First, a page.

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The third Ashby Wesleyan Chapel taken in 1980, the Chapel opened 10th July 1907. The stained-glass windows were installed after the First World War to commemorate the twenty-two members of the congregation who lost their lives in the conflict. The building, seen at right angles to the rest of the main building and extending across the carpark, indicates the approximate location of the westerly part of an earlier chapel of St. Giles, the rest of this old building would have extended out over land which Stockshill Road now runs.

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A view of the third Wesleyan Chapel taken in 1980 and shows the school house of 1893 next door – it was extended in 1928.

The Ashby Institute, which originated in 1908, was one of the oldest and most valued organisations in Ashby. People of various ages spent much of their leisure time there and have benefited from the learning and fellowship which developed from this organisation. The High Street building was used as an adult school, and for debates and discussions; other lines soon followed, including social, recreational and athletic events, and eventually lectures and debates gave way to billiards, snooker, darts, dominoes and table tennis. Football was always popular with its members, and the club was very ably served over the years by Eric Hunsley and from its very early days it had hardly been without a team. A number of grounds had been used over the years by the football team, including one at the erstwhile end of Oxford Street, which in farming days had been known as Fiddler’s Field. A permanent ground was established in 1950 just off School Road in Ashby and eleven years later, in 1961, a new Ashby Institute building was constructed there, it was considerably larger in capacity than the original premises, moreover, it had the additional advantage of having been purpose built rather than a converted building.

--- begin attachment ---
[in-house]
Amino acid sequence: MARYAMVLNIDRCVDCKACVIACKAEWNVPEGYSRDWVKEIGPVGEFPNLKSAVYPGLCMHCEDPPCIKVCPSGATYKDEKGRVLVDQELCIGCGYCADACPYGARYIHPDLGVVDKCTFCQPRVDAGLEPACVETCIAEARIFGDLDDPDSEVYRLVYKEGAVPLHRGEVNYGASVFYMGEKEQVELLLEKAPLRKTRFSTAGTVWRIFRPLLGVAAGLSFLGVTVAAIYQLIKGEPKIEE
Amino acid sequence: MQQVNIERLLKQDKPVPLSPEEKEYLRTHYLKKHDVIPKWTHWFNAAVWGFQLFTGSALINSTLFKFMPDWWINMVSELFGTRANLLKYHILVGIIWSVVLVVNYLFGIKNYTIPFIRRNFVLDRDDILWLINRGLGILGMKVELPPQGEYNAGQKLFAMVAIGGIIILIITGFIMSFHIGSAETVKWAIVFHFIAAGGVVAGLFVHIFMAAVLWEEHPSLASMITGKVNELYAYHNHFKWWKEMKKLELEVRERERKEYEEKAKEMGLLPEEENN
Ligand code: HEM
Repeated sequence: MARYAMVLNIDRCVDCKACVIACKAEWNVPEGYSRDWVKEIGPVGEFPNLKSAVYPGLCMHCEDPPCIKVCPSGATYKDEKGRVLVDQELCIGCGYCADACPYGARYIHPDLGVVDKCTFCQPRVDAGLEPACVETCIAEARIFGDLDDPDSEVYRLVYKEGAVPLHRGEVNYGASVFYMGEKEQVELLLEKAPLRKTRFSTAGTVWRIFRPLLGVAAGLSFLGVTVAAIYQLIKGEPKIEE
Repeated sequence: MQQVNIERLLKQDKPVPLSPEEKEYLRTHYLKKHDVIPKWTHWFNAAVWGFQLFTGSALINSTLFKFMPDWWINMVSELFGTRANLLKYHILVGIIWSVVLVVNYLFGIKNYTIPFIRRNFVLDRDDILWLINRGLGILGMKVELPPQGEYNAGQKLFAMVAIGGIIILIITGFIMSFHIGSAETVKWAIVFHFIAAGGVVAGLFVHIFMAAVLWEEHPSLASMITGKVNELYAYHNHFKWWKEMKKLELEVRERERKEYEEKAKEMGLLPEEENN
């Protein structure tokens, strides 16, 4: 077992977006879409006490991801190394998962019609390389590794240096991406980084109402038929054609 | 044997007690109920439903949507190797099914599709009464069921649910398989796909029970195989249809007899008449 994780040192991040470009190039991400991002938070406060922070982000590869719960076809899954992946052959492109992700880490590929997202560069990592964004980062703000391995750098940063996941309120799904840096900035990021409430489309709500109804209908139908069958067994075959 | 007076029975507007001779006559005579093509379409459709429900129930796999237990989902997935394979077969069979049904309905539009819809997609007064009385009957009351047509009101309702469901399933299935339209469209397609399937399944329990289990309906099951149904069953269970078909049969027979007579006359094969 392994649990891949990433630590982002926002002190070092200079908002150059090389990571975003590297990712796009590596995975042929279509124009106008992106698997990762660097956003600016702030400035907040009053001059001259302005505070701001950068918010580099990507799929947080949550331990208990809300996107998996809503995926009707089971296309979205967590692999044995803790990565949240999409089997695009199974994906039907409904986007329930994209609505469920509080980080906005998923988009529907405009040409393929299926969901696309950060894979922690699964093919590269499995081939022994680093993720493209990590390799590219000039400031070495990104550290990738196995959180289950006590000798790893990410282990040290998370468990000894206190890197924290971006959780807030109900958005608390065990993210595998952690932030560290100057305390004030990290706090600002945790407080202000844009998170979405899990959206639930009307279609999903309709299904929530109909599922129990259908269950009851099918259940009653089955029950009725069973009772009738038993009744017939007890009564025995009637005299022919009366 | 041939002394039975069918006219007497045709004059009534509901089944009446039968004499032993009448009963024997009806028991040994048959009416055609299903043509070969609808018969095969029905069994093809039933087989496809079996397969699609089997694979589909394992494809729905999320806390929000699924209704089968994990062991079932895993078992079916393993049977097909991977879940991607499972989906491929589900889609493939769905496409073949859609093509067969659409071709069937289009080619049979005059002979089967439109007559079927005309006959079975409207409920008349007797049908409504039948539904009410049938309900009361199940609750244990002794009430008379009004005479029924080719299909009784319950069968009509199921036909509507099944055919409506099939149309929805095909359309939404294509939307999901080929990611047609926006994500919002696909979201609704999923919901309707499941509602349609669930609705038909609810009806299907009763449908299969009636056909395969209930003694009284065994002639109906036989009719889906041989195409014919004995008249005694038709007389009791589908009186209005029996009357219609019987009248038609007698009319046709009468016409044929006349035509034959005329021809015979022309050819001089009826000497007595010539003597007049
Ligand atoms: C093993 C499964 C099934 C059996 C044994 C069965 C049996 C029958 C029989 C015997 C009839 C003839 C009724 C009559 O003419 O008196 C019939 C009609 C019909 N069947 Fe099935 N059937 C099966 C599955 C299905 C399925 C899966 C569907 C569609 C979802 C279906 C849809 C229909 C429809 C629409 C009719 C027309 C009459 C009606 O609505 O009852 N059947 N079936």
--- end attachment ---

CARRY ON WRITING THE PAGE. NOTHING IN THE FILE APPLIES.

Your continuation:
The football feild/sports ground became known as The Screeds. The name “screed ” is used to mean a strip of land, on the Enclosure map of 1802/03 there were some narrow strips of land in this area. Close by there was a row of terrace of houses called Kirton Terrace, nicknamed The Screeds, close to were Cherry Tree House stands today along Collum Avenue – the terrace was demolished in the 1960’s, it’s reasonable to believe that this is how the ground got it’s name.